The Cosmic Egg will facilitate performance art, showcases, talks and conferences, with an aim to provide a place for learning and healing when events are not happening. Geodesic domes are seemingly popular forms, however Andrew Pollendine’s design creates a structure that brings a unique interpretation of this kind of stretched, elevated shape, with the use of the Greek style stage and seating area at its core and space in the ground-basement for housing of those visiting the area.
By not dominating the skyline, but still becoming a welcome addition to the surrounding local community and town, there is enough reason for artists and intellectuals to thrive alongside new tourism brought together by the eco-village that is being created on the steppes below the Cultural Center of La Semilla de los Ingenios. The landscaping path that is proposed, allows for flexibility in the later expansion of the development.
Using a passive cooling strategy, the architect employed an informed approach, resolved climate issues with the design and integrated a strong relation to the existing site, from the reference to the traditional Maya House, to use of local building materials and techniques, to the design orientation (use of natural sun light with small open apertures).
The building allows artists to showcase their work, either by hanging from the roof or on the walls of the main and basement floor. With the heavy wind and hurricane weather that occurs in the rainy season in Pacific Mexico, the geodesic formation of the shell and the partially submerged base create a well defined outline for the Cultural Center of La Semilla de los Ingenios.
The floor and walls create thermal mass, regulating the temperature and the thatch roof provides shelter from direct sun and rain. The building also breathes allowing heat build-up to disperse.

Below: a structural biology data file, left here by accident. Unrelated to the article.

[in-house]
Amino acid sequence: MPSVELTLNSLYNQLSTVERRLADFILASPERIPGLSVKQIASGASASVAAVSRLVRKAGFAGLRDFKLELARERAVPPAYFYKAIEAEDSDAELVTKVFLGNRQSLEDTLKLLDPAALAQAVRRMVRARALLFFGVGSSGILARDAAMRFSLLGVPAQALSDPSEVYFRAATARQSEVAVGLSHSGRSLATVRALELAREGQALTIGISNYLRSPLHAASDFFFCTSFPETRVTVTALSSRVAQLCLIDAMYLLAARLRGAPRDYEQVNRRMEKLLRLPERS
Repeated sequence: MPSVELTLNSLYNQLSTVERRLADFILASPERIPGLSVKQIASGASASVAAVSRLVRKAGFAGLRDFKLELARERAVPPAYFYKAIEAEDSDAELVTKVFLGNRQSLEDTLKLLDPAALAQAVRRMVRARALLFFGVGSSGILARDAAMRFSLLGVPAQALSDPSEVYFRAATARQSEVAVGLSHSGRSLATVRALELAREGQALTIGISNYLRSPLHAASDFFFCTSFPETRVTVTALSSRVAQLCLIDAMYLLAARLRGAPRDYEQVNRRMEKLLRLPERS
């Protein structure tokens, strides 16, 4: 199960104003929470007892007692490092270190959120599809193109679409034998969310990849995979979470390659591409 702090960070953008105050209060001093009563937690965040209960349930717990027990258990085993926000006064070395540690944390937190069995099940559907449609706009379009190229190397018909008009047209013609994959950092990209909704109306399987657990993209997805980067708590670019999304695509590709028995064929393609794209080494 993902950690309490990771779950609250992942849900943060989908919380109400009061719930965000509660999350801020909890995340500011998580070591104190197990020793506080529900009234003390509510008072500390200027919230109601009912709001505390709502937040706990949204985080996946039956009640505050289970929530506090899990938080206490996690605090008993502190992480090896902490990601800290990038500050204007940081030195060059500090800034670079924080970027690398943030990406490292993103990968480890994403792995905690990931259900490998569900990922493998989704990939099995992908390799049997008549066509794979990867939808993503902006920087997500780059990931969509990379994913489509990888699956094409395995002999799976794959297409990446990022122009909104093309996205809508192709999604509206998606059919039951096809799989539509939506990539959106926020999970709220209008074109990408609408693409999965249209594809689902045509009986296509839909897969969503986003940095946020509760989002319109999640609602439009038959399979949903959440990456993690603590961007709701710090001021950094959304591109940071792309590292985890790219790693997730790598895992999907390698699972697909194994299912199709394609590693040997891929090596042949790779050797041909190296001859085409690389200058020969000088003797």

Provision for on-site power generation has been considered as part of the landscaping.
The basement accommodation is located on the outer face to enable natural daylight/ventilation within the deeply set slot windows, reducing the reliance on mechanical/electrical provision. Above, at ground level the main auditorium space provides raked seating focused on the multi-use performance space in the center.
The structure uses locally sourced timber with steel flitch plate connections. The elegant structure naturally uses less material to form the enclosure; timber boarding on the outside provides further rigidity. Small open apertures on the southern face track the suns path throughout the day, creating poetic rays of lights, constantly changing on the performance space below.
The bottom row of panels can open to provide, light, cross ventilation and aid the stack effect. The apex of the roof has a ventilation slot to release the hot air and pull fresh cooler air through the building. The structure adapts the traditional palapa roof typology; forming a passive cooling meeting place.